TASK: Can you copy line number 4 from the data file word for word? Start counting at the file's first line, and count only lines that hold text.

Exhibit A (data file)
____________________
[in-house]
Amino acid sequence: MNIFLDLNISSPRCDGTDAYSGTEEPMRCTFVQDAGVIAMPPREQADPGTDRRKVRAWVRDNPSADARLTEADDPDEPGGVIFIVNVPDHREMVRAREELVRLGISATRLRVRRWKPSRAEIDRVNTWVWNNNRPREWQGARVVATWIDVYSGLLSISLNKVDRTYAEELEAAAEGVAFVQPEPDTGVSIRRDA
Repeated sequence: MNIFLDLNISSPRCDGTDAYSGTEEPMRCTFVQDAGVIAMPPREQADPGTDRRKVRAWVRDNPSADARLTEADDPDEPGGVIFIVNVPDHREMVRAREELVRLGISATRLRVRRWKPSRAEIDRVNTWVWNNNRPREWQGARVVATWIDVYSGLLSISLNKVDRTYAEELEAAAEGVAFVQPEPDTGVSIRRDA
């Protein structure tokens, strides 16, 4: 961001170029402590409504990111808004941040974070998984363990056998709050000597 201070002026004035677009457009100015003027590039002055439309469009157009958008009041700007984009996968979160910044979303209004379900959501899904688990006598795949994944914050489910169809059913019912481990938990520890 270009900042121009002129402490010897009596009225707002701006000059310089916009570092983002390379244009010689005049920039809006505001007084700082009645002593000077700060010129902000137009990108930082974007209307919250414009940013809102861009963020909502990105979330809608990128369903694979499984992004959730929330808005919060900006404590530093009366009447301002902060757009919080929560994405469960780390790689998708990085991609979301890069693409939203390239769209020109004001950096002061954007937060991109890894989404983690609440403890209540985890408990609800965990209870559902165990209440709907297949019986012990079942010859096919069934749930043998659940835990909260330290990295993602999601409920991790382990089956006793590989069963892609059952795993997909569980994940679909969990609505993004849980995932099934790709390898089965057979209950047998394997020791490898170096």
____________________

């Protein structure tokens, strides 16, 4: 961001170029402590409504990111808004941040974070998984363990056998709050000597 201070002026004035677009457009100015003027590039002055439309469009157009958008009041700007984009996968979160910044979303209004379900959501899904688990006598795949994944914050489910169809059913019912481990938990520890 270009900042121009002129402490010897009596009225707002701006000059310089916009570092983002390379244009010689005049920039809006505001007084700082009645002593000077700060010129902000137009990108930082974007209307919250414009940013809102861009963020909502990105979330809608990128369903694979499984992004959730929330808005919060900006404590530093009366009447301002902060757009919080929560994405469960780390790689998708990085991609979301890069693409939203390239769209020109004001950096002061954007937060991109890894989404983690609440403890209540985890408990609800965990209870559902165990209440709907297949019986012990079942010859096919069934749930043998659940835990909260330290990295993602999601409920991790382990089956006793590989069963892609059952795993997909569980994940679909969990609505993004849980995932099934790709390898089965057979209950047998394997020791490898170096």